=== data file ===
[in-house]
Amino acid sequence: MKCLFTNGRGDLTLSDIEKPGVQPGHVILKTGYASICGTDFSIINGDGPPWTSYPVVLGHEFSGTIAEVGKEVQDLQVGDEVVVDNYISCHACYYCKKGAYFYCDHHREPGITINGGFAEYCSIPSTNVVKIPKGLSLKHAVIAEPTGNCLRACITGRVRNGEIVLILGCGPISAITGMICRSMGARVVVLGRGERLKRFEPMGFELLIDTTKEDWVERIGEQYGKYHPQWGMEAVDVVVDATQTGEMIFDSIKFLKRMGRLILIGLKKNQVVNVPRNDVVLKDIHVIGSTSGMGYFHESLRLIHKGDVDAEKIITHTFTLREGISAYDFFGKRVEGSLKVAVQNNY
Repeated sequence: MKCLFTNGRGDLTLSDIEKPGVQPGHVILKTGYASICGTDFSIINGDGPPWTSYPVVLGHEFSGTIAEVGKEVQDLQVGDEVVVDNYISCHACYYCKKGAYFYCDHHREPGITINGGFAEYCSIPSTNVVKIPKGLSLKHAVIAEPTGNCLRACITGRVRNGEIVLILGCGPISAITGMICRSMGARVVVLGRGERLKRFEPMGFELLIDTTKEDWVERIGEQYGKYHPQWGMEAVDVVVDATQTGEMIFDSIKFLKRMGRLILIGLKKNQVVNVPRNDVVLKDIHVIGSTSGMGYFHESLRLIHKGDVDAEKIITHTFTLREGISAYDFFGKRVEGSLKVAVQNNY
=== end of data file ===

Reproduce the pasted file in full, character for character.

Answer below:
[in-house]
Amino acid sequence: MKCLFTNGRGDLTLSDIEKPGVQPGHVILKTGYASICGTDFSIINGDGPPWTSYPVVLGHEFSGTIAEVGKEVQDLQVGDEVVVDNYISCHACYYCKKGAYFYCDHHREPGITINGGFAEYCSIPSTNVVKIPKGLSLKHAVIAEPTGNCLRACITGRVRNGEIVLILGCGPISAITGMICRSMGARVVVLGRGERLKRFEPMGFELLIDTTKEDWVERIGEQYGKYHPQWGMEAVDVVVDATQTGEMIFDSIKFLKRMGRLILIGLKKNQVVNVPRNDVVLKDIHVIGSTSGMGYFHESLRLIHKGDVDAEKIITHTFTLREGISAYDFFGKRVEGSLKVAVQNNY
Repeated sequence: MKCLFTNGRGDLTLSDIEKPGVQPGHVILKTGYASICGTDFSIINGDGPPWTSYPVVLGHEFSGTIAEVGKEVQDLQVGDEVVVDNYISCHACYYCKKGAYFYCDHHREPGITINGGFAEYCSIPSTNVVKIPKGLSLKHAVIAEPTGNCLRACITGRVRNGEIVLILGCGPISAITGMICRSMGARVVVLGRGERLKRFEPMGFELLIDTTKEDWVERIGEQYGKYHPQWGMEAVDVVVDATQTGEMIFDSIKFLKRMGRLILIGLKKNQVVNVPRNDVVLKDIHVIGSTSGMGYFHESLRLIHKGDVDAEKIITHTFTLREGISAYDFFGKRVEGSLKVAVQNNY